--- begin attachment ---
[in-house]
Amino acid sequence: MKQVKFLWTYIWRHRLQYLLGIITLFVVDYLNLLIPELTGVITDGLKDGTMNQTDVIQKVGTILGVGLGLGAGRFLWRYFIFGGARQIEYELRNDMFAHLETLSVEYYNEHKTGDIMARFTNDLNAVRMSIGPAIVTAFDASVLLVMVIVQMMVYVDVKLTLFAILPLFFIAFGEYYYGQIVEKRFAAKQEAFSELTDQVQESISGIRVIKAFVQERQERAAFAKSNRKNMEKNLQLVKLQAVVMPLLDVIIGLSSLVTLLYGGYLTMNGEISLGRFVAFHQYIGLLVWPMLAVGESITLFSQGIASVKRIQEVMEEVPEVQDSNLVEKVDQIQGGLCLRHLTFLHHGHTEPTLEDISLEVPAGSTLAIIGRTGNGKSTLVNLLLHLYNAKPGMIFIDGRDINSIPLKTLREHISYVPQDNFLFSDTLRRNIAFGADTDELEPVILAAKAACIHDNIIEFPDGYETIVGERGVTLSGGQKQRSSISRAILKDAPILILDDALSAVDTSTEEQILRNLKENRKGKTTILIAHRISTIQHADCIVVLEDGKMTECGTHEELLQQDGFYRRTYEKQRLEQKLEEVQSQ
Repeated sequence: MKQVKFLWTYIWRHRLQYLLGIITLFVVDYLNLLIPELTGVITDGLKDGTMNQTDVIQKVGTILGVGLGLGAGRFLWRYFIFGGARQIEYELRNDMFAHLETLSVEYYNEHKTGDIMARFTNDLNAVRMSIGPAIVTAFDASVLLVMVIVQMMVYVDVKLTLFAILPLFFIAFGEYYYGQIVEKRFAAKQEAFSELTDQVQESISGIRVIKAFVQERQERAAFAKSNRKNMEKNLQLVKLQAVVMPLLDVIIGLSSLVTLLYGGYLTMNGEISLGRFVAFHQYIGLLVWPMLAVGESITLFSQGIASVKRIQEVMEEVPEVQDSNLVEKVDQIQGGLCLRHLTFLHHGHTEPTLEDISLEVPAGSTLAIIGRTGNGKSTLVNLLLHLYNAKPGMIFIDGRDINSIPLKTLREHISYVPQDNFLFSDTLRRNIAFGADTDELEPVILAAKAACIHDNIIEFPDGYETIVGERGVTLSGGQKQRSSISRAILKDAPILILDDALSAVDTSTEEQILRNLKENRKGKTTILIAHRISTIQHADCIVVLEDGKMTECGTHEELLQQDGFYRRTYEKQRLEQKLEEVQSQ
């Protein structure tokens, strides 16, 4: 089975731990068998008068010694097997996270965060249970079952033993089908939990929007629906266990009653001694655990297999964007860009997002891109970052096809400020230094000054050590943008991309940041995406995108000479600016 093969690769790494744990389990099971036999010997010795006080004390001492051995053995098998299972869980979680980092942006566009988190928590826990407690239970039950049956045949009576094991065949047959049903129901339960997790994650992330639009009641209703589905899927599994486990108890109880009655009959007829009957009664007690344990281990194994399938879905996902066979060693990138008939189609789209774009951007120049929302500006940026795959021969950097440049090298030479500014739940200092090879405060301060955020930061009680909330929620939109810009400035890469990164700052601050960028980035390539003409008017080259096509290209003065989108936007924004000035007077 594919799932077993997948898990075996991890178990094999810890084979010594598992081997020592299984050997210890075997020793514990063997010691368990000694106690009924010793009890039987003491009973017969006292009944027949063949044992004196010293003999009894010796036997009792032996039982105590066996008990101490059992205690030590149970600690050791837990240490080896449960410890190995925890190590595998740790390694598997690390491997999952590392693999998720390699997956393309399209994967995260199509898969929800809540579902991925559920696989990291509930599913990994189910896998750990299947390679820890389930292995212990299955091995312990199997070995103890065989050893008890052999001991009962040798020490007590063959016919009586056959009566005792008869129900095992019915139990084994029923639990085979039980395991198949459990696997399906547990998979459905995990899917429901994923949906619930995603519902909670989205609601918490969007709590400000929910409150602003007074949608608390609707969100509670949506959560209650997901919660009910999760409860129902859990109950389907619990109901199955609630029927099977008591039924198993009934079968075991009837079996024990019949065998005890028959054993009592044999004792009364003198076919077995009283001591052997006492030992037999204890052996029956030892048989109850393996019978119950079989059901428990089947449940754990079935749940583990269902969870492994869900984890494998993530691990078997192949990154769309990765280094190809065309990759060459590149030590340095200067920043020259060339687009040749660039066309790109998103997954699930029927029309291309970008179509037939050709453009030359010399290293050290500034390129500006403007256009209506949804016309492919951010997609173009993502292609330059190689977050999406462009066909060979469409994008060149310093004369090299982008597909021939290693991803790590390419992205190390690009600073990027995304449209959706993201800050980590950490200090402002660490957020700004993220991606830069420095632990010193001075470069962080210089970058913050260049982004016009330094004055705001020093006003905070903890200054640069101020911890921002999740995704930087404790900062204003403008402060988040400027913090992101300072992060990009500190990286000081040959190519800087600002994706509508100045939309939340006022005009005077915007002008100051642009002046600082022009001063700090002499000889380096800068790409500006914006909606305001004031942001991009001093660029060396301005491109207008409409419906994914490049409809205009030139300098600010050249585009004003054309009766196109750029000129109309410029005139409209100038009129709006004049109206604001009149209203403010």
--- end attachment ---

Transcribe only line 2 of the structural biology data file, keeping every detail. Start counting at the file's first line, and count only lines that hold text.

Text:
Amino acid sequence: MKQVKFLWTYIWRHRLQYLLGIITLFVVDYLNLLIPELTGVITDGLKDGTMNQTDVIQKVGTILGVGLGLGAGRFLWRYFIFGGARQIEYELRNDMFAHLETLSVEYYNEHKTGDIMARFTNDLNAVRMSIGPAIVTAFDASVLLVMVIVQMMVYVDVKLTLFAILPLFFIAFGEYYYGQIVEKRFAAKQEAFSELTDQVQESISGIRVIKAFVQERQERAAFAKSNRKNMEKNLQLVKLQAVVMPLLDVIIGLSSLVTLLYGGYLTMNGEISLGRFVAFHQYIGLLVWPMLAVGESITLFSQGIASVKRIQEVMEEVPEVQDSNLVEKVDQIQGGLCLRHLTFLHHGHTEPTLEDISLEVPAGSTLAIIGRTGNGKSTLVNLLLHLYNAKPGMIFIDGRDINSIPLKTLREHISYVPQDNFLFSDTLRRNIAFGADTDELEPVILAAKAACIHDNIIEFPDGYETIVGERGVTLSGGQKQRSSISRAILKDAPILILDDALSAVDTSTEEQILRNLKENRKGKTTILIAHRISTIQHADCIVVLEDGKMTECGTHEELLQQDGFYRRTYEKQRLEQKLEEVQSQ